Flooding: the shape of things to come

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The floods which hit Britain this winter, especially in the south west of the country, brought further evidence that the impact of climate change is already being felt, and not only in poverty-stricken and low lying countries like Bangladesh and the Maldives, but in the ‘rich world’ too: most recently, in last summer’s droughts and wild fires in Australia and parts of Europe, and the droughts and unusual storm activity in the USA. Now even ‘Tory heartlands’ like Surrey and Somerset are being bitten by weather conditions that seem more and more unpredictable. The Daily Telegraph – not a paper that normally shouts loudest about the ecological crisis – wrote about a new report which links the floods to man-made climate change: “Devastating floods which wreaked havoc across Britain in 2000 were made more likely by global warming, according to the first study to link flooding in this country to climate change.

The Oxford University study said the floods, which damaged nearly 10,000 homes and cost £1.3 billion, were made twice as likely by a warming climate. This is because warm air holds more moisture, making outbreaks of heavy rainfall more frequent”.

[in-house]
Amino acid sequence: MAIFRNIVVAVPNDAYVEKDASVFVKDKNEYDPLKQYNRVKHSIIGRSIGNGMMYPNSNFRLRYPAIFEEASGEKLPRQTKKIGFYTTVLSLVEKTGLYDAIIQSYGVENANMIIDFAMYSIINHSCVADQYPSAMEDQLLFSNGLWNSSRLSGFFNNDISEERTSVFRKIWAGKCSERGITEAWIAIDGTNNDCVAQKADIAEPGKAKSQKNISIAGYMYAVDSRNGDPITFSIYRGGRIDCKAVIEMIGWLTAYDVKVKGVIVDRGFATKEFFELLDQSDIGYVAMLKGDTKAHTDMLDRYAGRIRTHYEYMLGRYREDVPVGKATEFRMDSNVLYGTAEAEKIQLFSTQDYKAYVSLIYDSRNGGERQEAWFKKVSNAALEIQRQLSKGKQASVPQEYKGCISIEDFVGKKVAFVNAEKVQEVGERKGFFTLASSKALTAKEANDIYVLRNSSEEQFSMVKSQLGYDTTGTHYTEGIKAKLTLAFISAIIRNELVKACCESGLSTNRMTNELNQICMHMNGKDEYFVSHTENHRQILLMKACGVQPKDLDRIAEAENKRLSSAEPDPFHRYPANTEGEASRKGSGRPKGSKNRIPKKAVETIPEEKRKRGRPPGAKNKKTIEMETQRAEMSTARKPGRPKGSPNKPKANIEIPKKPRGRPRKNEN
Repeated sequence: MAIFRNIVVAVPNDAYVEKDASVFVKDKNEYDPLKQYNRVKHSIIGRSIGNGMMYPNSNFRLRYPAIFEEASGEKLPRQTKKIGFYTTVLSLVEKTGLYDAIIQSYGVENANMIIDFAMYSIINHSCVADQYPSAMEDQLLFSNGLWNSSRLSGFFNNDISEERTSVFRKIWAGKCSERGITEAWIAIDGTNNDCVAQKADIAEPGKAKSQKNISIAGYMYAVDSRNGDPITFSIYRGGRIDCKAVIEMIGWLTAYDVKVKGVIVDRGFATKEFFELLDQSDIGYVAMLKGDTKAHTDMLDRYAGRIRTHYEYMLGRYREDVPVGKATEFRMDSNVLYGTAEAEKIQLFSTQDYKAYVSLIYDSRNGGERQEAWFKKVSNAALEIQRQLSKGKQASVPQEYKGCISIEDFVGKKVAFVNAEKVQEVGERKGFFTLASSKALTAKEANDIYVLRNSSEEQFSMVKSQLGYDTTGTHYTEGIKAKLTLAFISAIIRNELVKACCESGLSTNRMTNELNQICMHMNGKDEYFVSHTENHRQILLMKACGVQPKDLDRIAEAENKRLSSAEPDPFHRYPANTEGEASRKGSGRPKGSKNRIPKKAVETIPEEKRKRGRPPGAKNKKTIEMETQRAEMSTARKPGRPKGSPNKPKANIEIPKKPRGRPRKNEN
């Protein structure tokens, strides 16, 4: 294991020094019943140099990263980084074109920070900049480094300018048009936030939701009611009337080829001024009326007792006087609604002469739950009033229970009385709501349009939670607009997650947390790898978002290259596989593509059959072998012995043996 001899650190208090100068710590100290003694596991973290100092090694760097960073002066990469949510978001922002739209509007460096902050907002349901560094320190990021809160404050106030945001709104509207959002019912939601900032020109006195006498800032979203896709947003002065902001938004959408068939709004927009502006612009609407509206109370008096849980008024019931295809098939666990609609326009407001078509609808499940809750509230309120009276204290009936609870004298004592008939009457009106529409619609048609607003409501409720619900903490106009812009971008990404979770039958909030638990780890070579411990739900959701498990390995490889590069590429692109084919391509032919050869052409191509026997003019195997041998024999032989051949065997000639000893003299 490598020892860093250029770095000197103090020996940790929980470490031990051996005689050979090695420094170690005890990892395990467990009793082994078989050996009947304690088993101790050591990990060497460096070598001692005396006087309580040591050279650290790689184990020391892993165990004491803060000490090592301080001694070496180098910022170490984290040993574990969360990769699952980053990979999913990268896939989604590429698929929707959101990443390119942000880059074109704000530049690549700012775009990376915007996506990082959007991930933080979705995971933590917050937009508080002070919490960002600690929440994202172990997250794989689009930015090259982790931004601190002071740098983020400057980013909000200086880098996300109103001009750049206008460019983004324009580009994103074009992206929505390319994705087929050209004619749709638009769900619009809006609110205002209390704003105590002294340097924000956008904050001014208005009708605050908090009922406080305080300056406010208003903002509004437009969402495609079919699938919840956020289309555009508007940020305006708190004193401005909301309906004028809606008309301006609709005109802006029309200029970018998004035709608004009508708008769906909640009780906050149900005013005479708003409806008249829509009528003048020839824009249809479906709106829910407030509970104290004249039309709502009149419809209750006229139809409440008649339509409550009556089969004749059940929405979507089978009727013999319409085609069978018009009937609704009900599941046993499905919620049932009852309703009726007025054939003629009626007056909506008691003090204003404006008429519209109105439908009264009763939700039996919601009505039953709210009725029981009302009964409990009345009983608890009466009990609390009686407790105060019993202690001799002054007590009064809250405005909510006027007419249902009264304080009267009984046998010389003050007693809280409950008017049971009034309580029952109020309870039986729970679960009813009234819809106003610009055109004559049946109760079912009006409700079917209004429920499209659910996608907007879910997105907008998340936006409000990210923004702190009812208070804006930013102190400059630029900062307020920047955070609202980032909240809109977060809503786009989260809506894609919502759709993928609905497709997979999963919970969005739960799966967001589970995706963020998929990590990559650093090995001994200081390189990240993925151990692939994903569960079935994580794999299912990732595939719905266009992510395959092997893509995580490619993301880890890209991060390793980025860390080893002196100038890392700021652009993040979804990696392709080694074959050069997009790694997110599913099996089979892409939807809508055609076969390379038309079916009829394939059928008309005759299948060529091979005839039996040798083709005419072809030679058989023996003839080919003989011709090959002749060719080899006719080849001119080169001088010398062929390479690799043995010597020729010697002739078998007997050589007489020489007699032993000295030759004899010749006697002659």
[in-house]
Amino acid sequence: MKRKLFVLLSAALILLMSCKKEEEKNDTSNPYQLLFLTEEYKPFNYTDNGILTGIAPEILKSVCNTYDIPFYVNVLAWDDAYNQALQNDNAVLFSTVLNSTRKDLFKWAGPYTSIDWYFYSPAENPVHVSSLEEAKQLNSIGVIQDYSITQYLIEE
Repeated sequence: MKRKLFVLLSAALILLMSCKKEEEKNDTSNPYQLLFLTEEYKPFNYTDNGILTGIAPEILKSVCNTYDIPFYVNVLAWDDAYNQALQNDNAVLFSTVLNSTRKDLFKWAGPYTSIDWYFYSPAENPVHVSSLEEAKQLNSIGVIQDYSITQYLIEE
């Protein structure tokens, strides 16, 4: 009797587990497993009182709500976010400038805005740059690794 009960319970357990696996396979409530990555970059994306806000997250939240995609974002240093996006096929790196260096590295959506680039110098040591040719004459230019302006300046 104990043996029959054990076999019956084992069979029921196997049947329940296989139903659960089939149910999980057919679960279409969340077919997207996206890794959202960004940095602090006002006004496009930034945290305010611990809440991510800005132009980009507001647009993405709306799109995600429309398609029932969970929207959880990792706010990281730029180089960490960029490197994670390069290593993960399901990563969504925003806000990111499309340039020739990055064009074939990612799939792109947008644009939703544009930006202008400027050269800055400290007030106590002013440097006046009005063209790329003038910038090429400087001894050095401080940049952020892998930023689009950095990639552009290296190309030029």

The jokes about ‘so much for global warming’ when winters get colder than usual or the rain keeps falling and falling are beginning to fall flat, and the Daily Mail and other right-wing tabloids would now have to think twice about using this witticism as a lead story. There is a greater understanding that climate change, even if attributable to a general increase in global temperature, will make itself felt in all kinds of perturbations and extremes in weather conditions.

The climate change deniers, who seemed to be making progress when people’s concerns about the deepening economic crisis had a tendency to push ‘green concerns’ down on the agenda compared to more immediate worries like losing your job or having your wages or benefits slashed, are finding it increasingly difficult to make their case stand up. Many of them accept that the climate is changing but deny that this is anything to do with human activity: it’s just the result of sunspots or other distant cosmic processes, which blithely ignores the fact that the most consistent temperature rises also coincide with the emergence of ‘industrial civilisation’ and above all with the period since the end of the Second World War.